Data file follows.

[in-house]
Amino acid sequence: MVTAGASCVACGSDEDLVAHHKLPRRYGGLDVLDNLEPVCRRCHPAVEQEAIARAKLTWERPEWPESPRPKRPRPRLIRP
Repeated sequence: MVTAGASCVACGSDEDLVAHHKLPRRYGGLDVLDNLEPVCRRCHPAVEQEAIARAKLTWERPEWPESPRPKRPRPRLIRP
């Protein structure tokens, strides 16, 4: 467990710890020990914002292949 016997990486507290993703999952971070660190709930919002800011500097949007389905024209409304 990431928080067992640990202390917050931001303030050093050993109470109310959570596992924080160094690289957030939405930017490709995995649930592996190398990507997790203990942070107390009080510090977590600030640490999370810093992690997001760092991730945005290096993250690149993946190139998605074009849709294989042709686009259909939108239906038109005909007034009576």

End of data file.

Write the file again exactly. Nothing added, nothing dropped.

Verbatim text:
[in-house]
Amino acid sequence: MVTAGASCVACGSDEDLVAHHKLPRRYGGLDVLDNLEPVCRRCHPAVEQEAIARAKLTWERPEWPESPRPKRPRPRLIRP
Repeated sequence: MVTAGASCVACGSDEDLVAHHKLPRRYGGLDVLDNLEPVCRRCHPAVEQEAIARAKLTWERPEWPESPRPKRPRPRLIRP
């Protein structure tokens, strides 16, 4: 467990710890020990914002292949 016997990486507290993703999952971070660190709930919002800011500097949007389905024209409304 990431928080067992640990202390917050931001303030050093050993109470109310959570596992924080160094690289957030939405930017490709995995649930592996190398990507997790203990942070107390009080510090977590600030640490999370810093992690997001760092991730945005290096993250690149993946190139998605074009849709294989042709686009259909939108239906038109005909007034009576």